Note: Decisions of a three-justice panel are not to be considered as precedent before any tribunal.
SUPREME COURT DOCKET NO. 2004-227
JANUARY TERM, 2005
Town of Charlotte
Chittenden Superior Court
Trial Judge: Matthew I. Katz
In the above-entitled cause, the Clerk will enter:
Plaintiff appeals from a summary judgment entered against him on his claim against the Town of Charlotte for damages resulting from plaintiff's reliance on a zoning permit. We affirm.
In In re Charlotte Farm & Mills, the full Court considered plaintiff' s challenge to an environmental court judgment that plaintiff's zoning permit for agricultural and forestry uses did not authorize him to operate a portable sawmill for logs originating offsite. 172 Vt. 607, 609 (2001) (mem.). Plaintiff did not challenge the merits of the environmental court' s opinion that found his use exceeded his permit. He limited his appeal to the question of subject matter jurisdiction, which the Court decided against him. Id. at 608. At the end of its decision, the Court addressed a separate claim that the zoning board of adjustment for the Town of Charlotte and the environmental court were estopped from revisiting the scope of plaintiff's zoning permit:
Charlotte Farm also states in a brief footnote that there is no merit to the trial court' s determination that the ZBA and the court were not estopped from reviewing the zoning administrator' s November 24, 1998 decision. To the extent that the statement can be construed as a claim of error, it is inadequately briefed. Charlotte Farm neither explains how the court erred in concluding that at least two of the elements of estoppel were not met in this case, nor even discusses the elements of estoppel.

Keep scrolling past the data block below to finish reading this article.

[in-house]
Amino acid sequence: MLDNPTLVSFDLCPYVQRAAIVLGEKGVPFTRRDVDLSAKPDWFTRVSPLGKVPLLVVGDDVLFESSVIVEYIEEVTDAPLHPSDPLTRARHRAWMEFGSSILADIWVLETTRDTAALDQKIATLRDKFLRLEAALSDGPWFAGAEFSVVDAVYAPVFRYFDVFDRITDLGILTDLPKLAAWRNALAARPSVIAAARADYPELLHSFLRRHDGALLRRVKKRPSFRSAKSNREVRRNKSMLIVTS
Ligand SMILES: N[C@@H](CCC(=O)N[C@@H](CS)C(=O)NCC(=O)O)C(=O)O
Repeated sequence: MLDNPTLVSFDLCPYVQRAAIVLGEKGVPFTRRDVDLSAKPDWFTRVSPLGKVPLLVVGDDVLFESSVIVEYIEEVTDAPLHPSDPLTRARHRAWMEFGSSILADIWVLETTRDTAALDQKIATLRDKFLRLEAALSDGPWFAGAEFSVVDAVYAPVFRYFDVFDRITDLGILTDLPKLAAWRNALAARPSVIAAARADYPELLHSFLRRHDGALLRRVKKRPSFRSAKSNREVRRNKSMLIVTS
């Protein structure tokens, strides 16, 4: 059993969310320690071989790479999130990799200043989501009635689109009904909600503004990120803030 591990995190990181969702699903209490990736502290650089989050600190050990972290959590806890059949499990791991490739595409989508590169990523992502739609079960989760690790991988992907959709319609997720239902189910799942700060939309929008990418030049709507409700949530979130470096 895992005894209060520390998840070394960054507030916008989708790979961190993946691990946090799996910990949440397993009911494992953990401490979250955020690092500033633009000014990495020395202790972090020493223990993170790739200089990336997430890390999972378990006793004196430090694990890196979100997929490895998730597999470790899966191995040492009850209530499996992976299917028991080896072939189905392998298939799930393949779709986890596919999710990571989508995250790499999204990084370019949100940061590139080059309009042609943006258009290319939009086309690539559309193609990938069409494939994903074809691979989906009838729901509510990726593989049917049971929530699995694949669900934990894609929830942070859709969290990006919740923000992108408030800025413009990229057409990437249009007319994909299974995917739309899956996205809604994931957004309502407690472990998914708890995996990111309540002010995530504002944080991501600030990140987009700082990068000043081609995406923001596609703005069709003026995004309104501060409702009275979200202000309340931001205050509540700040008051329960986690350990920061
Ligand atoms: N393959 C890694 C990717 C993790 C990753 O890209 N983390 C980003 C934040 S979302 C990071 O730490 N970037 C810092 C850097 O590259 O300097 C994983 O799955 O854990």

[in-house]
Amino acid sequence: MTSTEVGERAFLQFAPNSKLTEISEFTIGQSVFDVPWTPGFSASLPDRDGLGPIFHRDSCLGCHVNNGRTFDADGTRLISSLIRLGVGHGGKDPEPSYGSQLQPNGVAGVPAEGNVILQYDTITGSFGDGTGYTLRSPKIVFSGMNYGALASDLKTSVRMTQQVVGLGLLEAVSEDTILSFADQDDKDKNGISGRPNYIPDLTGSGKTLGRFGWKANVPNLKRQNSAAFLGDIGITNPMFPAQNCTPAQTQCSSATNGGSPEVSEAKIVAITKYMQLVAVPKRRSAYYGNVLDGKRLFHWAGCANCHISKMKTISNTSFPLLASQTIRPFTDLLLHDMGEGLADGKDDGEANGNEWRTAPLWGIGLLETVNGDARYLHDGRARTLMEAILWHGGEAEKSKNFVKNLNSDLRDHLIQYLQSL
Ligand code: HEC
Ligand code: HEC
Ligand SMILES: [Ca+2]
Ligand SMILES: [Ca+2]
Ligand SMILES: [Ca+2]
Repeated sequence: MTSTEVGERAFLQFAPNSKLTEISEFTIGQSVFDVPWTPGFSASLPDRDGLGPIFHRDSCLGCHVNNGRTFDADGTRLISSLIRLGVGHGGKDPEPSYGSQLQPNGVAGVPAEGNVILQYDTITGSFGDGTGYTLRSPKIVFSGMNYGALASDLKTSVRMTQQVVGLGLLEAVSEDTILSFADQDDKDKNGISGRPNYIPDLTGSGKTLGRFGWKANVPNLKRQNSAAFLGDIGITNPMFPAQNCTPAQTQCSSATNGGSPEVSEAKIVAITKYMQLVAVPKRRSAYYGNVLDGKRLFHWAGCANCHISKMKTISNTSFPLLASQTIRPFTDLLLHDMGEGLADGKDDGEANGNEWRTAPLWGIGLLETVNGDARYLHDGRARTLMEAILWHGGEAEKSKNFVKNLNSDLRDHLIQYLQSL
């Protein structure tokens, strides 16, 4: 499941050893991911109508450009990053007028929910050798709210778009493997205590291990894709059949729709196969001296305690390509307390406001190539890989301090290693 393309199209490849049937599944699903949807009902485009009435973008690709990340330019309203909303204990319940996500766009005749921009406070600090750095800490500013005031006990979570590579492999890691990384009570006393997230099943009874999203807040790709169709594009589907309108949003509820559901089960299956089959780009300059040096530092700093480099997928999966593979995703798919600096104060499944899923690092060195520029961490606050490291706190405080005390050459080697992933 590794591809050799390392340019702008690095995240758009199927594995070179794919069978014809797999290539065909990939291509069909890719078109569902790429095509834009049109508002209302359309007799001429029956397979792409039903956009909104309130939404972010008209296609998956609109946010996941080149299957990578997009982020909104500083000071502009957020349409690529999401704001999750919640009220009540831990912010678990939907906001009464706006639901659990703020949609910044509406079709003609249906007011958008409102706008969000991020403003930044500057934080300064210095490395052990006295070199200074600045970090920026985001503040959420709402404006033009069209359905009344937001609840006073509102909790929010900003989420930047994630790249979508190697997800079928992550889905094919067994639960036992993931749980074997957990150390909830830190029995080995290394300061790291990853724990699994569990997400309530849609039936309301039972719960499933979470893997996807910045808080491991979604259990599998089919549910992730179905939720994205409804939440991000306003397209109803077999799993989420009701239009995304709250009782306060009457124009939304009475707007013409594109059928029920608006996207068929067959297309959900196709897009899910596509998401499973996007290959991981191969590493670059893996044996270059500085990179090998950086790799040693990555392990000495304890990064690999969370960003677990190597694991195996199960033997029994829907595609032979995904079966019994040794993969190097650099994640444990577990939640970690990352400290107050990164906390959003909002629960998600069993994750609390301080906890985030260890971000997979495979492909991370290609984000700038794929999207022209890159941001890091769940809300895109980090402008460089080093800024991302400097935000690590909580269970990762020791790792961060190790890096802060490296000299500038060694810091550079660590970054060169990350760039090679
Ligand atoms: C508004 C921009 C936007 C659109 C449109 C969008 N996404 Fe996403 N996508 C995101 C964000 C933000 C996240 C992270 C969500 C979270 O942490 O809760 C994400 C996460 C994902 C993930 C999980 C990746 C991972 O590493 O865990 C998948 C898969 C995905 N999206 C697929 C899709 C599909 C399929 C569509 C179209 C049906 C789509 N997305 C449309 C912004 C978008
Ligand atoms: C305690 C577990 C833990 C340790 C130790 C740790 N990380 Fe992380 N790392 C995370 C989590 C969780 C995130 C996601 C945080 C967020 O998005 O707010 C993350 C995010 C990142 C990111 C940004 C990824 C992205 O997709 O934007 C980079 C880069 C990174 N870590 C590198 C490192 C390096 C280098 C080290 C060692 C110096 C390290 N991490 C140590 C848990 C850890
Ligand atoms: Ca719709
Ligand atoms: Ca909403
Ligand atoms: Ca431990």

Id. at 609 (internal citation omitted).
In August 2003, plaintiff sued the Town of Charlotte, claiming that he relied on the zoning permit and suffered damages as a result. Plaintiff claimed damages equal to the amount of his investment in the sawmill, lost profits, and litigation costs.
The Town moved to dismiss the complaint. The superior court treated the motion as a motion for summary judgment, relying on the proceedings in the environmental court. The court determined that plaintiff litigated the issue of his reliance on the permit in the earlier proceeding and that his efforts were unsuccessful. This appeal followed the superior court' s entry of judgment for the Town.
Our standard of review is the same as the trial court's. Dulude v. Fletcher Allen Health Care, Inc., 174 Vt. 74, 79 (2002). If no genuine issue of material fact exists, and any party is entitled to judgment as a matter of law, summary judgment is proper. Id.; V.R.C.P. 56(c)(3). In this case, we conclude that the trial court properly dismissed plaintiff' s claims on grounds that they are barred from relitigation.
Plaintiff claims on appeal that he did not raise the issue of estoppel before the environmental court and therefore the issue of his reliance on the permit may be litigated in superior court. We disagree. Collateral estoppel bars a party from relitigating an issue that was resolved by a final judgment on the merits in an earlier proceeding involving the same issue where the party had a full and fair opportunity to litigate the issue in the earlier proceeding. Trepanier v. Getting Organized, Inc., 155 Vt. 259, 266 (1990). Collateral estoppel applies to issues of fact and law. Mellin v. Flood Brook Union Sch. Dist., 173 Vt. 202, 209 (2001). The record establishes that the issue of plaintiff' s reliance on the permit was litigated and decided against plaintiff by the environmental court. This Court' s opinion in plaintiff' s appeal from the environmental court' s decision reflects that fact. The superior court' s decision to enter summary judgment for the Town on collateral estoppel grounds was, therefore, proper.
BY THE COURT:
Paul L. Reiber, Chief Justice
John A. Dooley, Associate Justice
Denise R. Johnson, Associate Justice